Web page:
ByJames Porter, writer at
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James Porter

Director F. Gary Gray tells the true story of the formation and career of N.W.A, the world's most dangerous rap group. From rags to riches, we see the story through from the beginning of N.W.A up until it's timely demise when it died with artist Eazy E.

The film focuses on Ice Cube, Dr Dre and Eazy E with MC Ren and DJ Yella taking supporting roles. From their small beginnings to global stardom, Gray directs a very by the books biopic that is electrifying to watch. It certainly helps to have at least some knowledge of the N.W.A story when watching the film especially when characters such as Suge Knight and Tupac are brought into the story. It's fascinating to see the impact N.W.A had on the world up on the big screen.

O'Shea Jackson Jr, Corey Hawkins and Jason Mitchell star as Ice Cube, Dr Dre and Eazy E, the three best known members of N.W.A and all do a fantastic job with Jason Mitchell stealing the show as Eric 'Eazy E' Wright. With the real life Dr Dre and Ice Cube acting as producers on the film, their characters never get the full treatment they should have. Most notably some of Dr Dre's more violent incidents don't even get touched upon in the film. With the passing of Eazy E in the 90's, his character feels like the most explored and was the one I was connected to most out of the trio. Cube and Dre still have their public image and careers to protect and it's obvious to see why they wouldn't want to detail some of their past in a feature film. Paul Giamattia does an incredible job as the group's manager Jerry Heller who fights for the group and gets them out into the world.

In the film, F. Gary Gray shows us a lot more than I was expecting, I was anticipating just the formation of the group and how they dealt with law enforcement and getting their music heard but this is a full biopic, detailing when the group split, the attempt to bring it back together and when it ended with lead artist Eazy E. That's unfortunately one of the issues the film has, there seems to be a little bit too much story and a lot of it feels rushed. As soon as N.W.A record their fist single 'Boyz N The Hood' they immediately blow up and I felt that the film could have paced that part of the story out a little better. Through their career, N.W.A really transformed the music community, creating Gangsta rap and putting their unique voices out there.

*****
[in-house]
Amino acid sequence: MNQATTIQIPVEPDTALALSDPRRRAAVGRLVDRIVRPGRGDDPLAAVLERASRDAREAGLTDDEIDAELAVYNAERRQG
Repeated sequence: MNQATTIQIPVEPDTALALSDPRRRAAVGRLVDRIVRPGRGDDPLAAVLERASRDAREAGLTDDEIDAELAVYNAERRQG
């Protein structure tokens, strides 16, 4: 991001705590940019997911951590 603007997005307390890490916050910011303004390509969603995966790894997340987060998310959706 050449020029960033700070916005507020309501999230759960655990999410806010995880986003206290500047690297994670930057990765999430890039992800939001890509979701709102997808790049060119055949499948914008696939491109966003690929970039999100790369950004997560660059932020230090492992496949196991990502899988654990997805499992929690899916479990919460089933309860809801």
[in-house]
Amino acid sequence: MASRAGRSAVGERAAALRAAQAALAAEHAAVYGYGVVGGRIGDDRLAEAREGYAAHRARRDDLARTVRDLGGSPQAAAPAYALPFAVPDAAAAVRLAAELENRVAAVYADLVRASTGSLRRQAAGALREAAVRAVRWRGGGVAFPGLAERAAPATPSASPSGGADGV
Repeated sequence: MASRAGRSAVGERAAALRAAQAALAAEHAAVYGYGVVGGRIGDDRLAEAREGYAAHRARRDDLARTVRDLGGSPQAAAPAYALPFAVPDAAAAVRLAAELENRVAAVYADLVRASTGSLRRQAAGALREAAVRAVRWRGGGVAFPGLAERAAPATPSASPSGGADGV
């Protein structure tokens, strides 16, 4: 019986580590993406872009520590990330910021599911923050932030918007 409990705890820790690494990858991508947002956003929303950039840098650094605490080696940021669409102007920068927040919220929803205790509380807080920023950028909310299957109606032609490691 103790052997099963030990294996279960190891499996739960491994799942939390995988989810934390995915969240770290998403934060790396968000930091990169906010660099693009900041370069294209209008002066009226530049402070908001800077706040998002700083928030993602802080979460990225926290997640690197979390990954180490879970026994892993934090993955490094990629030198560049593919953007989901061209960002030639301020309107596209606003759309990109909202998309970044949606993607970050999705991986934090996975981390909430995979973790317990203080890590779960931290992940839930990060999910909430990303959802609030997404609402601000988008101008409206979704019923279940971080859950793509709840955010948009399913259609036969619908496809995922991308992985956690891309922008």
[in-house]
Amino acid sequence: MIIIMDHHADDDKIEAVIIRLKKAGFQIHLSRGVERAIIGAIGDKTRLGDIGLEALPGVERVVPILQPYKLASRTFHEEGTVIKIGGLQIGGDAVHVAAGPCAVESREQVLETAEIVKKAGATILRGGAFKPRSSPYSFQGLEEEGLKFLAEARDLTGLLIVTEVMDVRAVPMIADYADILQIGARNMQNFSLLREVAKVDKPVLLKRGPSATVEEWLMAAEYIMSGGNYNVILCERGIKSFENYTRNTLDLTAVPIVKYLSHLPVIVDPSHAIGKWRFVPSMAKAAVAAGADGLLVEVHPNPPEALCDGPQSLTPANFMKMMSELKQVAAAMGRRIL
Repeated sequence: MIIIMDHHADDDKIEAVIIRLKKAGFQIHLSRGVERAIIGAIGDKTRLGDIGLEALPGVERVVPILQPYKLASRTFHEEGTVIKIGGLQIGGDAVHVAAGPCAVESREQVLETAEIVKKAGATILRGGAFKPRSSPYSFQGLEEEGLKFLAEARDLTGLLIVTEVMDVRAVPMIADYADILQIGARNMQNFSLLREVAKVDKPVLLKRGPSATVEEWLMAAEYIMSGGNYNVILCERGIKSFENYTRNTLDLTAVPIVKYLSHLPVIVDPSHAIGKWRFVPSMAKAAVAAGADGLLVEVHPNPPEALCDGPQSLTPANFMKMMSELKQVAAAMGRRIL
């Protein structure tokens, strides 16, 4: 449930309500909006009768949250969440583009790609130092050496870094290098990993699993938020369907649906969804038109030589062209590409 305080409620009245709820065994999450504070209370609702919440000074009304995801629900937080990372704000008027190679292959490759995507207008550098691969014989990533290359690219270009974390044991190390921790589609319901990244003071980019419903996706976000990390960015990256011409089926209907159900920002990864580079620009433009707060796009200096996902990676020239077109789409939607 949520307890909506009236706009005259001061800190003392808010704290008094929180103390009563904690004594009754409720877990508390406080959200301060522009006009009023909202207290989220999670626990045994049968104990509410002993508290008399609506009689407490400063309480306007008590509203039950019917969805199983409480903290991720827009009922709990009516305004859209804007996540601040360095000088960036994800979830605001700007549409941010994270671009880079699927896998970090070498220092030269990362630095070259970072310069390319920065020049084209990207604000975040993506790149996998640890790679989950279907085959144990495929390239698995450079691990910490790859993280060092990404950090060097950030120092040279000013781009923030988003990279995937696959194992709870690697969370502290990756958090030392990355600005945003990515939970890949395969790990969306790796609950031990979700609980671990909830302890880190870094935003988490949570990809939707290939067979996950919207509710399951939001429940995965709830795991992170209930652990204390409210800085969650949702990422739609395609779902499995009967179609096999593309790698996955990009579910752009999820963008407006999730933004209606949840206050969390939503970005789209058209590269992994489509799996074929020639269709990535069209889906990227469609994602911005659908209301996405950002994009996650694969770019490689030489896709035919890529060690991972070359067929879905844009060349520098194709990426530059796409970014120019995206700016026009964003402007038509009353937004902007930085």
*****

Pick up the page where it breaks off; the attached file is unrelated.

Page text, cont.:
Straight Outta Compton is a definite fan-pleaser, showing the ideas for the songs coming from the reality N.W.A are living in and the artists such as Snoop Dogg and Tupac Shakur that they encounter. Gray does an excellent job of giving E, Cube and Dre the screen time they deserve, splitting it almost equally between the three.

The film's first half focuses on the creativeness of the group and their struggle with the world they're living in with law enforcement coming down heavily on the group. The second half switches into the business side of things with Ice Cube becoming a major solo artist and Dre getting out of his contract with Jerry Heller with the help of Suge Knight through threats of violence. Suge Knight acts as a villain in the picture and he was a very intimidating presence.

By far the most fascinating part of the film was the band's whole issue with their incredibly popular song 'Fuck Tha Police'. The Police hostility and harassment towards African American's in California at the time was disgusting and certainly influenced N.W.A.'s music. One scene which saw police nearly arrest the group because of how they're dressed really left an impact. Seeing the song come to fruition, be performed and impact the area especially with the 1992 LA riots was truly fascinating to see play out.

The film is a little too long and covers a bit too much story but the great performances, electrifying direction and cultural relevance make Straight Outta Compton a must see for 2015, this is both a powerful and incredibly entertaining music biopic.

Have you seen Straight Outta Compton? If so, let me know in the comments or on Twitter @JamesPorter97


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